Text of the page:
Why Short stories can help Reluctant Readers by Harriet Whitehorn.
“Life is like a box of chocolates, you never know what you are going to get,”-so said that great philosopher of the twentieth century, Forrest Gump. The simile can as easily be applied to a collection of short stories, and for reluctant readers they offer an enticing variety of bitesize treats.
I am a huge fan of short stories; I frequently choose to read them over novels. I also read short stories a lot when I was growing up, both as a young teenager and as a child. In a world before YA fiction had been invented, short stories were a great option for a bored fourteen year old, and I devoured ghost stories by MR James, as well as short story collections by Daphne du Maurier and Roald Dahl.
I’m not sure if I’m right but there did seem to be many more collections of short stories for children around in the 1970s. When I was a middle grade reader I had as many collections of stories as novels. The Little Book Room by Eleanor Farjeon was a particular favourite and many of the books popular then, like the brilliant Family at One End Street by Eve Garnett, were written in a short story format. I also suspect that, because in the 1970s reading was a more established part of every day life for children, authors and publishers perhaps focused more on getting all children interested in books and not just concentrating on the natural readers.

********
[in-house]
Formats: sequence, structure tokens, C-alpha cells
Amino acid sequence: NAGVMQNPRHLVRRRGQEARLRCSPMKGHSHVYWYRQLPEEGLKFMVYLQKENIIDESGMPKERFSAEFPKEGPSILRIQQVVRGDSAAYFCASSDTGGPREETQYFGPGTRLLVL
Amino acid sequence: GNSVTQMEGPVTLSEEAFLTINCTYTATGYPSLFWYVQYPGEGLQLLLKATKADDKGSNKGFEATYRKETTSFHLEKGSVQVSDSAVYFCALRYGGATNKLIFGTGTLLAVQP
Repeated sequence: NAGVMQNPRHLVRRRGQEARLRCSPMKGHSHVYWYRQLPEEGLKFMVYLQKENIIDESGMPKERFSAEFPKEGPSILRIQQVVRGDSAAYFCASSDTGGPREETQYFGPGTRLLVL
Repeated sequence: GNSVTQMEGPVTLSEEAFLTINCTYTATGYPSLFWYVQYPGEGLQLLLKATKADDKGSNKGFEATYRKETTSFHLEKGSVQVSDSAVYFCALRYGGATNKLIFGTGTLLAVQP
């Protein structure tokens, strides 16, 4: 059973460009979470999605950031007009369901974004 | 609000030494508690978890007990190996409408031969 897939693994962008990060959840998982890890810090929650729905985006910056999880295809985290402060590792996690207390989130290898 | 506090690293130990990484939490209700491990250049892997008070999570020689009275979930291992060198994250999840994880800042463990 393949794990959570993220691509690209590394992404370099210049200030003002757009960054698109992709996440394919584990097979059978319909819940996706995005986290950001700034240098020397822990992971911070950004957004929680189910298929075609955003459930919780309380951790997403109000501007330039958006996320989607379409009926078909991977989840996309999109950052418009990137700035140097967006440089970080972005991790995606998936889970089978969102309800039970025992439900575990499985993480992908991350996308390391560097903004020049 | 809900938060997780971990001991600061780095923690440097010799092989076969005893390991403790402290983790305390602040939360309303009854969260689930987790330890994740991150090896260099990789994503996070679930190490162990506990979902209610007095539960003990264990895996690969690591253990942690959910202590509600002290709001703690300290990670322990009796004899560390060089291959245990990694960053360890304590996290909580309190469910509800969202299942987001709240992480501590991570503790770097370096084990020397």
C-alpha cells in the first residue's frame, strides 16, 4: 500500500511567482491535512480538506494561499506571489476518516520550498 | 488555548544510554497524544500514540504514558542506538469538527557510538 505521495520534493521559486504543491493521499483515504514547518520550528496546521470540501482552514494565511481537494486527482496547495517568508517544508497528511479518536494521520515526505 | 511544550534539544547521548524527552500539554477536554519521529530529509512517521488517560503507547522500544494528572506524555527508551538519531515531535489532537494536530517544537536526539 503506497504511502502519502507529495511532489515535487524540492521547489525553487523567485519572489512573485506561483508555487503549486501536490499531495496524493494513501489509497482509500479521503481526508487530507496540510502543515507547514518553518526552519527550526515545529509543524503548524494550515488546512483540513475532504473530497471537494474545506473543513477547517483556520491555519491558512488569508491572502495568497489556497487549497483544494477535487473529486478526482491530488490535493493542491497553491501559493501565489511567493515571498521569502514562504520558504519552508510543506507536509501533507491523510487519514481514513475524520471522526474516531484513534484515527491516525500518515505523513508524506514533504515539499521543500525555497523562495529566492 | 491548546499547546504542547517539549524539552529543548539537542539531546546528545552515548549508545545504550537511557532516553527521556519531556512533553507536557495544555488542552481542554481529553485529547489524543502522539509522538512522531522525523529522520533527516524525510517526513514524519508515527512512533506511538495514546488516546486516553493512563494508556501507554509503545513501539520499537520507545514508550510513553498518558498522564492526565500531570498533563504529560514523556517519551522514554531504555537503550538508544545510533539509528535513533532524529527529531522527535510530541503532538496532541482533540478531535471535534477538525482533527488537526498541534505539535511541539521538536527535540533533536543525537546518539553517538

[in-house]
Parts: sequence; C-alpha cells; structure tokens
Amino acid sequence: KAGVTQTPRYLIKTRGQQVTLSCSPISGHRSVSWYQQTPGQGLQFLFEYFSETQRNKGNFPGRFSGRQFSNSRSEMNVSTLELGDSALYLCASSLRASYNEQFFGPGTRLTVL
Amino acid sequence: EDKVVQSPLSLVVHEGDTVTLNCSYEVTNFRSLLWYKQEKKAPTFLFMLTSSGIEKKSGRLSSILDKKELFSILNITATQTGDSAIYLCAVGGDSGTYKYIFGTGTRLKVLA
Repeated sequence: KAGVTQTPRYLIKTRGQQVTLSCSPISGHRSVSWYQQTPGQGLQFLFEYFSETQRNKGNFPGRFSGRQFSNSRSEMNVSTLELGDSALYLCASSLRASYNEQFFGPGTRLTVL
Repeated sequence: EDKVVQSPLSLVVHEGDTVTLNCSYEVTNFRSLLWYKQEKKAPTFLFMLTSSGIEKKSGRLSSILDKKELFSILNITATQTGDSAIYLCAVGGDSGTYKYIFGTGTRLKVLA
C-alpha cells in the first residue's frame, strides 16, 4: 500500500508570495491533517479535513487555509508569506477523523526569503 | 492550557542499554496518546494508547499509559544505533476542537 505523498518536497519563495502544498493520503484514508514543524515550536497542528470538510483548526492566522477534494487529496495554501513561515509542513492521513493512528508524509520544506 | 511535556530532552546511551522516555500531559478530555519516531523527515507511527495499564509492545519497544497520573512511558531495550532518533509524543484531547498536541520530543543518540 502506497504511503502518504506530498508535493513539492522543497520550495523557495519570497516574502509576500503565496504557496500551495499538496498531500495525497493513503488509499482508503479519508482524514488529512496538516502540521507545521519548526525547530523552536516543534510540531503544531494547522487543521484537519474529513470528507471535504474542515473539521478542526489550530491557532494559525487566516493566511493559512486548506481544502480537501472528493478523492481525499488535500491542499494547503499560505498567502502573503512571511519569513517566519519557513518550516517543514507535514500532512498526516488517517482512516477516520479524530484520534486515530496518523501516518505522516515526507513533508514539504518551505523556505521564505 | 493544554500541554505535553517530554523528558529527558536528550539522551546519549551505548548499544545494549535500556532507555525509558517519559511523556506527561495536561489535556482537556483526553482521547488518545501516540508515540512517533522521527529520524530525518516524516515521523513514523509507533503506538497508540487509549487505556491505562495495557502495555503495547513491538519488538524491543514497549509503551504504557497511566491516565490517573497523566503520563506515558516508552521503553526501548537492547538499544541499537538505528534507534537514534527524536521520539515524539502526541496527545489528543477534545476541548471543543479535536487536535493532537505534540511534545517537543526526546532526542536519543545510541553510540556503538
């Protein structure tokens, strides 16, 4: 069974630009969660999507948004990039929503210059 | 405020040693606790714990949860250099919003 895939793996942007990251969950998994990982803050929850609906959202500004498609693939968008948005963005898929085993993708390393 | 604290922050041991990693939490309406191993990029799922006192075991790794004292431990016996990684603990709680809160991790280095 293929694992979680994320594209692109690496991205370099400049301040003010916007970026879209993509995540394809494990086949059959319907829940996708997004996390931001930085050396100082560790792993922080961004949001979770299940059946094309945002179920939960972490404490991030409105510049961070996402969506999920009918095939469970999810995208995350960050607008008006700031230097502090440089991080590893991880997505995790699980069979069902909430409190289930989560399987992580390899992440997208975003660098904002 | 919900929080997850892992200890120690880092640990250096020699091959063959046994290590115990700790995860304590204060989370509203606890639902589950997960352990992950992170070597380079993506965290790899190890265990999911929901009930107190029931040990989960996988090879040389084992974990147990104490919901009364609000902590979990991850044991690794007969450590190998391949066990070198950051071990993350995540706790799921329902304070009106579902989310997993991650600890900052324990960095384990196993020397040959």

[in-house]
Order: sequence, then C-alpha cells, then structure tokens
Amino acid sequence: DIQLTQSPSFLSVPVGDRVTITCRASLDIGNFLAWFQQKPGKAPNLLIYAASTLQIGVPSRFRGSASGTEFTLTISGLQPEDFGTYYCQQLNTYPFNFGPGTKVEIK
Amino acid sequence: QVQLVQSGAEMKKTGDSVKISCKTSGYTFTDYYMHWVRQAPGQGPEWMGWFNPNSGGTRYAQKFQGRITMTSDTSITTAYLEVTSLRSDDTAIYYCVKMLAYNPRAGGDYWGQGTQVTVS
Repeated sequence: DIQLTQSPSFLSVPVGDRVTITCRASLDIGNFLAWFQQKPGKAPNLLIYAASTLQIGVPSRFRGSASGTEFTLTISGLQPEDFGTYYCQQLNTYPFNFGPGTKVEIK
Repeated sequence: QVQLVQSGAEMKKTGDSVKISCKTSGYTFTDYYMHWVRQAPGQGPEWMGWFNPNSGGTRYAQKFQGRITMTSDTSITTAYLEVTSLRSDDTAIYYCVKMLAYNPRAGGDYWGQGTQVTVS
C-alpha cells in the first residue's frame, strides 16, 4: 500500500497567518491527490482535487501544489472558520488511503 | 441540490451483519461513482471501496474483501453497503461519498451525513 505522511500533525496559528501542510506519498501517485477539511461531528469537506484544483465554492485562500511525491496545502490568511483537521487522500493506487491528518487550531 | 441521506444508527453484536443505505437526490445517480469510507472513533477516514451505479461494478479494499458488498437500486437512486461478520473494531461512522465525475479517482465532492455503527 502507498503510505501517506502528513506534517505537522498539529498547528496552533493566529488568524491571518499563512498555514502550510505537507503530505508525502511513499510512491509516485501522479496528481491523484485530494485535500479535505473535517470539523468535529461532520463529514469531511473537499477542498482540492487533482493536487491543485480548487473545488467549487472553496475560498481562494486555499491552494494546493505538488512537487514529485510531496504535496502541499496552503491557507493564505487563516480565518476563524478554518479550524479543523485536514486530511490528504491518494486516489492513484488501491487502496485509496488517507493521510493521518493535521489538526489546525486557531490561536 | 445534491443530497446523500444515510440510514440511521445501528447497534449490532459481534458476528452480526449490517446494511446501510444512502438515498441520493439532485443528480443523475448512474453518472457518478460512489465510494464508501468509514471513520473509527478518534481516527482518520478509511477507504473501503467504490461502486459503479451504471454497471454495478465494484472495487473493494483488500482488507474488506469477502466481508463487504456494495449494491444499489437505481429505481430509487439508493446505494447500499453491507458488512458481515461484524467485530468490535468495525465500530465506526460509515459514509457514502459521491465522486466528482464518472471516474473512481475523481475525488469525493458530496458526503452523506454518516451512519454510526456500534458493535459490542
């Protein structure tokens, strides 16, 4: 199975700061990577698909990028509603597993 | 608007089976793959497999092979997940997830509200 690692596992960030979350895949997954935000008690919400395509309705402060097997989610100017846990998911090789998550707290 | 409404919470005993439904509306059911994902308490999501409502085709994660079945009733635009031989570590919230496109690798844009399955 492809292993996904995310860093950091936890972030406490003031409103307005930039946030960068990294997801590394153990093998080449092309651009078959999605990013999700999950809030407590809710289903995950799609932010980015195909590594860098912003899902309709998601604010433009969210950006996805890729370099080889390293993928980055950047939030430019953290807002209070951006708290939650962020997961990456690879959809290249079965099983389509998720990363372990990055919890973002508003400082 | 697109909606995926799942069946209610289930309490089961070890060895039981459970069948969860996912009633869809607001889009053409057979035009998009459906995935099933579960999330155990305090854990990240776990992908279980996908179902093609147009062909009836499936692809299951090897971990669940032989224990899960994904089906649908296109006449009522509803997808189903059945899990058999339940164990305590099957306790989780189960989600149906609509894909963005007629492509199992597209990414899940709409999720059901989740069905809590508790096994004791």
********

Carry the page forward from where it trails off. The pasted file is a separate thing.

So why are short stories perfect to lure reluctant readers into the wonderful world of fiction? For a start, and not to state the obvious, they are short. They are therefore much less daunting. Also a novel takes time to get into, whereas a short story can be slotted nicely into a quick read before bedtime, and then finishing it gives that all important sense of achievement – Look! Well done, you have finished a whole story! As importantly, this brevity also means that there won’t be time for the author to get bogged down in long boring descriptions, so the plot will be pacy, the dialogue snappy, and the character descriptions on point. And I think that detective stories, which are very plot driven, particularly lend themselves to the short story format.
The other great advantage of a collection of short stories is their variety of locations, plots and characters, as well as writing styles. Mystery and Mayhem will catapult you back and forward in time, transport you from England to America and bombard you with variety of crimes from dog-napping to a poisoned pineapple. They are also a great introduction to an author’s work and might just persuade a child to give one of their novels a go.
So, if you are standing in a book shop or a library, short story book in hand, trying to convince your reluctant reader, (and believe you me, I have been in that position), you can say,
“Look they’re really short and there is bound to be some stories you like in there. And if you hate a particular you can always move on to the next one!”